First Star I See Tonight
Finally! This is what longtime fans of Susan Elizabeth Phillips have been asking for: another Chicago Stars book! But after years away from the Chicago Stars, how would this stand up? While it hasn’t toppled my all-time favorite – Match Me If You Can – it comes pretty close. Normally I’m all about the heroes in this author’s books. While I like the hero – a recently retired Chicago Star – I love the heroine. In fact, it’s going to take a lot to knock her off my ballot as Favorite Heroine and Favorite Kick-Ass Heroine in AAR’s Annual Poll.
As the book opens we learn a lot about Cooper Graham as he runs along Lake Michigan in his first September of retirement. Perhaps his defining characteristic is he hates to lose, and as he jogs along the Lakeshore he refuses to let a “kid” beat him, running through hip and shin pain from old injuries. Winning is all that matters in Coop’s mind, and he’s now directed his competitive drive to creating a chain of high-profile nightclubs. But while his first nightclub is a success, he needs financing to expand.
Our heroine Piper Dove is also competitive, also driven. She longed to work in her family’s detective agency, but her father would have none of it. After he died, Piper bought the family agency from her stepmother, only to discover it was in bad financial shape. But Piper now has a prestigious case, tailing Coop to get information on him. She longs to be the best detective in Chicago, but so far things aren’t going well as Coop has spotted her on several occasions
A word of warning: do not read the first few chapters in public. I found myself laughing out loud repeatedly during Coop and Piper’s first interaction at his nightclub, where she convinces him she’s British and is his stalker. Coop quickly finds out who she actually is, and demands to know who hired her, threatening her with the loss of future jobs. But Piper hates to lose as much as Coop does, and is just as stubborn, if not more so. In anger she tells Coop his bartender is cheating him. He doesn’t believe her, then figures out she’s telling the truth, and hires Piper to work in his bar for a few weeks.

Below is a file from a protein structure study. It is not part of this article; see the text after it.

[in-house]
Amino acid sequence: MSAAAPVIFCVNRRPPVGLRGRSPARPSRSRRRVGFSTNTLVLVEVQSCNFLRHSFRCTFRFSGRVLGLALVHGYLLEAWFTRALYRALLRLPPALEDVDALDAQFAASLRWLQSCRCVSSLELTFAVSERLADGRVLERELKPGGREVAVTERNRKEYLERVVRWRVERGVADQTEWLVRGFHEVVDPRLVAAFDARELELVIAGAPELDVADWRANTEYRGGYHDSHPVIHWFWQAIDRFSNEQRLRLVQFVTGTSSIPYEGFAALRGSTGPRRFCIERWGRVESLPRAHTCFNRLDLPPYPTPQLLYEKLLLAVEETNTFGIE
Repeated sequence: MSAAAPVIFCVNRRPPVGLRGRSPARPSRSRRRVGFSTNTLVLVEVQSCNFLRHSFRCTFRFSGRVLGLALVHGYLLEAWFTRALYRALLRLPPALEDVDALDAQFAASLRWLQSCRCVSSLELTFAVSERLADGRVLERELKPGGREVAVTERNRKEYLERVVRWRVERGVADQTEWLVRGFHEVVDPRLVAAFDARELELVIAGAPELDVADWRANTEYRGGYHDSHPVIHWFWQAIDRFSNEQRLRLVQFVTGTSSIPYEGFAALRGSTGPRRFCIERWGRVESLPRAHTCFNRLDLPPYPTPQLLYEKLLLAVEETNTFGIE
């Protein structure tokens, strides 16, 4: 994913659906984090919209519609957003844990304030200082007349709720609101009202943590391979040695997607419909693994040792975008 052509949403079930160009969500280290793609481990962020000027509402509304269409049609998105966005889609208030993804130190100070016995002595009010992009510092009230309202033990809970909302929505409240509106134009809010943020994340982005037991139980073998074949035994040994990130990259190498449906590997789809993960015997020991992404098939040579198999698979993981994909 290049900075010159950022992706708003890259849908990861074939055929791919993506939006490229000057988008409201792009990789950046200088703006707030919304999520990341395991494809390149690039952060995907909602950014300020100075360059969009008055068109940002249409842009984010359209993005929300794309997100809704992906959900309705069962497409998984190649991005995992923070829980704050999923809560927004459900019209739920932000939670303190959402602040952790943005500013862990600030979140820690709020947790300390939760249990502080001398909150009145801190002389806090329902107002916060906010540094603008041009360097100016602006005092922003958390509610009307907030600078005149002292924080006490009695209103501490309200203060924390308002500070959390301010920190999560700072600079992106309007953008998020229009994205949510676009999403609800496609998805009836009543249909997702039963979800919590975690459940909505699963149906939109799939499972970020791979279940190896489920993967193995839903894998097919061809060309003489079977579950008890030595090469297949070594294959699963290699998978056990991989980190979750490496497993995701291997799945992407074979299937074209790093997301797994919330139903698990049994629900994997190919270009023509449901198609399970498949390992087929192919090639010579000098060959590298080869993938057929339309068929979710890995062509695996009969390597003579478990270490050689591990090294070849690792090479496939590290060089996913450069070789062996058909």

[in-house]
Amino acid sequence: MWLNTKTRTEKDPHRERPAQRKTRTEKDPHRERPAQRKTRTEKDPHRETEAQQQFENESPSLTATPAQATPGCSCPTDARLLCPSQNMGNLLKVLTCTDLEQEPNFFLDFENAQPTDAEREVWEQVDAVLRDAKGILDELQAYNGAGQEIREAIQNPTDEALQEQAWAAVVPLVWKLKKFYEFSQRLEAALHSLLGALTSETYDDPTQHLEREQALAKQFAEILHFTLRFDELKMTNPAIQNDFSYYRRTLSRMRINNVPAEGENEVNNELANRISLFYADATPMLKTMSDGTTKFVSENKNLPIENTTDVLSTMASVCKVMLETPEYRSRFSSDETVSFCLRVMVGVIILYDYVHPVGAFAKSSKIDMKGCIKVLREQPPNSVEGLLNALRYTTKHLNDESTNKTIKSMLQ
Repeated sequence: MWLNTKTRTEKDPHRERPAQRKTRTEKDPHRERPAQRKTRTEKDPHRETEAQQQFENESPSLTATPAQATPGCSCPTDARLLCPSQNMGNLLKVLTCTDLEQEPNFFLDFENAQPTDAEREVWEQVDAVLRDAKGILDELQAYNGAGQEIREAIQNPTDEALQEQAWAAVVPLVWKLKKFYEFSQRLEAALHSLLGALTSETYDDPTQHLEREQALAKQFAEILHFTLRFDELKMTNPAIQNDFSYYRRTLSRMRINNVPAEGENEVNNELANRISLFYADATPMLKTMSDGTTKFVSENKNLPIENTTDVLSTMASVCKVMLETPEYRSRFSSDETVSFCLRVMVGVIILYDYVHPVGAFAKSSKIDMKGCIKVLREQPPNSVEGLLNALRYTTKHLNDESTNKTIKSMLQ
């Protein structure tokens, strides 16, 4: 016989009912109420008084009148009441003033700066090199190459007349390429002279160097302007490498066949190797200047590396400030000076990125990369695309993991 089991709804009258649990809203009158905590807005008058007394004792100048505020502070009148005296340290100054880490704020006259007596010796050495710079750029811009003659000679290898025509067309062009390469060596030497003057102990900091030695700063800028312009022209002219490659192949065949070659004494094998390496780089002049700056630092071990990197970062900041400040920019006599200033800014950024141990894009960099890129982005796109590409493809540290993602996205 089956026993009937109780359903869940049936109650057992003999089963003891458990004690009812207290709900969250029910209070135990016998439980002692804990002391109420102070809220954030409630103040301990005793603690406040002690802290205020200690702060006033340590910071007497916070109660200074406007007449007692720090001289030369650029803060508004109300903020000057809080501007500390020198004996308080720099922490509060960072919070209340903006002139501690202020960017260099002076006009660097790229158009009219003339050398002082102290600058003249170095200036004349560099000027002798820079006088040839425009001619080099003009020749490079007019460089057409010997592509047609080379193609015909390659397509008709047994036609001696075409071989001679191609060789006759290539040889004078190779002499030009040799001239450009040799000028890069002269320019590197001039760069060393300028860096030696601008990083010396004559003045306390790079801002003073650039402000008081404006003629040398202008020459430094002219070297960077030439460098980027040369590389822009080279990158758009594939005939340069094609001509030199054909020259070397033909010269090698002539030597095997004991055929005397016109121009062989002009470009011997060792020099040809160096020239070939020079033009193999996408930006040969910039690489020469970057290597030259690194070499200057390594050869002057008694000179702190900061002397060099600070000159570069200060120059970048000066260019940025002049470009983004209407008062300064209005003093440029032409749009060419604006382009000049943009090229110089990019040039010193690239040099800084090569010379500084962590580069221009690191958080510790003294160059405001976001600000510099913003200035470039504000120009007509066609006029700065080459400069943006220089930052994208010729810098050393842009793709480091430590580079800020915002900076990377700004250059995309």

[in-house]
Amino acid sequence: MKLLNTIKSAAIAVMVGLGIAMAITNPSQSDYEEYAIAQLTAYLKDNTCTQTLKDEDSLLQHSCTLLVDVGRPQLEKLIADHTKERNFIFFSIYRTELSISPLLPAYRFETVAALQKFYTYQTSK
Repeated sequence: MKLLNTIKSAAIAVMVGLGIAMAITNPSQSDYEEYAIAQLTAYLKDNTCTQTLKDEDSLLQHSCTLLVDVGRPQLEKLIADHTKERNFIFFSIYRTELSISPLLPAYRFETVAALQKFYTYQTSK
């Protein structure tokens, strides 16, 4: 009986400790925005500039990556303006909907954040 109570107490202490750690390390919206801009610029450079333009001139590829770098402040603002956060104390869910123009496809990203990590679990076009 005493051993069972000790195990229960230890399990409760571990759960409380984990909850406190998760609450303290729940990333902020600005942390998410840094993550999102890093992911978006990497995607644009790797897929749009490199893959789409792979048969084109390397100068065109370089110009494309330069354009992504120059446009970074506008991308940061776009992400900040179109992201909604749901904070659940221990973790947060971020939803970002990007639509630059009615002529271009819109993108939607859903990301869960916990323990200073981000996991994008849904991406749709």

A strange series of incidents lead Piper to believe someone is trying to hurt Coop and hurt the reputation of his club, do she makes herself his unofficial bodyguard. Talk about your kick-ass heroines! She defends Coop numerous times – and he doesn’t want to be defended. His bouncers are eventually more afraid of Piper than of Coop.
But Piper is so much more than tough. She’s self-aware; she knows she can’t stand to show weakness, but still picks fights, has to show she’s stronger than everyone else. I love how she accepts when she’s wrong, doesn’t make excuses, and admits it.
Piper has no interest in relationships and thinks men are a lot of work. When Coop and Piper head in that direction, they believe it will be temporary and will just be about sex. It’s fun watching the couple develop feelings for each other, almost in spite of themselves. I also love how well they know each other. Piper gradually learns more about Coop, realizing he’s so much more than a famous football player. And the ending is just perfect, demonstrating just how well Coop loves and understands Piper.
There are some fun cameos by some of my favorites from previous Chicago Stars books, most notably Heath and Annabelle from Match Me If You Can. It was nice seeing where they are in their lives a few years later. Does this mean you shouldn’t read First Star I See Tonight if you haven’t read the rest of the series? Not at all. This is truly Coop and Piper’s story, with the cameos merely adding context.
This is very close to a DIK for me; just a few minor things kept it from that, most notably a Middle Eastern subplot that felt off. But despite a few issues, I loved Piper and Coop, and highly recommend this book.